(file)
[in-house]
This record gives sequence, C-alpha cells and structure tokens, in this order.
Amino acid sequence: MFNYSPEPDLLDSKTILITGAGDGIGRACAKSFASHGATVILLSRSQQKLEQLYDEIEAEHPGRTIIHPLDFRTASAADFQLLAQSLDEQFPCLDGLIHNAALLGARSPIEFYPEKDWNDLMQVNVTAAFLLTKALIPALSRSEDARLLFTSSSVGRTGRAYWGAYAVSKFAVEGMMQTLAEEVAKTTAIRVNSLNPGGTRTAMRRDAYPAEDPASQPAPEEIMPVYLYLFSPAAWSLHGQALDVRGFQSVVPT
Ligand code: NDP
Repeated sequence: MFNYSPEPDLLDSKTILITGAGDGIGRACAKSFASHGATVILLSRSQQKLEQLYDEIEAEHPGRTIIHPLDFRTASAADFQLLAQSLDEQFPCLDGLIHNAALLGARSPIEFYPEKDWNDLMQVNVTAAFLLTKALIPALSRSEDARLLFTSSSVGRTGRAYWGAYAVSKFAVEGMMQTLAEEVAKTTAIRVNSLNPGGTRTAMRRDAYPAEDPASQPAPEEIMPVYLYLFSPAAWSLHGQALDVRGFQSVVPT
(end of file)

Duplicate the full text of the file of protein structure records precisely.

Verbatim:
[in-house]
This record gives sequence, C-alpha cells and structure tokens, in this order.
Amino acid sequence: MFNYSPEPDLLDSKTILITGAGDGIGRACAKSFASHGATVILLSRSQQKLEQLYDEIEAEHPGRTIIHPLDFRTASAADFQLLAQSLDEQFPCLDGLIHNAALLGARSPIEFYPEKDWNDLMQVNVTAAFLLTKALIPALSRSEDARLLFTSSSVGRTGRAYWGAYAVSKFAVEGMMQTLAEEVAKTTAIRVNSLNPGGTRTAMRRDAYPAEDPASQPAPEEIMPVYLYLFSPAAWSLHGQALDVRGFQSVVPT
Ligand code: NDP
Repeated sequence: MFNYSPEPDLLDSKTILITGAGDGIGRACAKSFASHGATVILLSRSQQKLEQLYDEIEAEHPGRTIIHPLDFRTASAADFQLLAQSLDEQFPCLDGLIHNAALLGARSPIEFYPEKDWNDLMQVNVTAAFLLTKALIPALSRSEDARLLFTSSSVGRTGRAYWGAYAVSKFAVEGMMQTLAEEVAKTTAIRVNSLNPGGTRTAMRRDAYPAEDPASQPAPEEIMPVYLYLFSPAAWSLHGQALDVRGFQSVVPT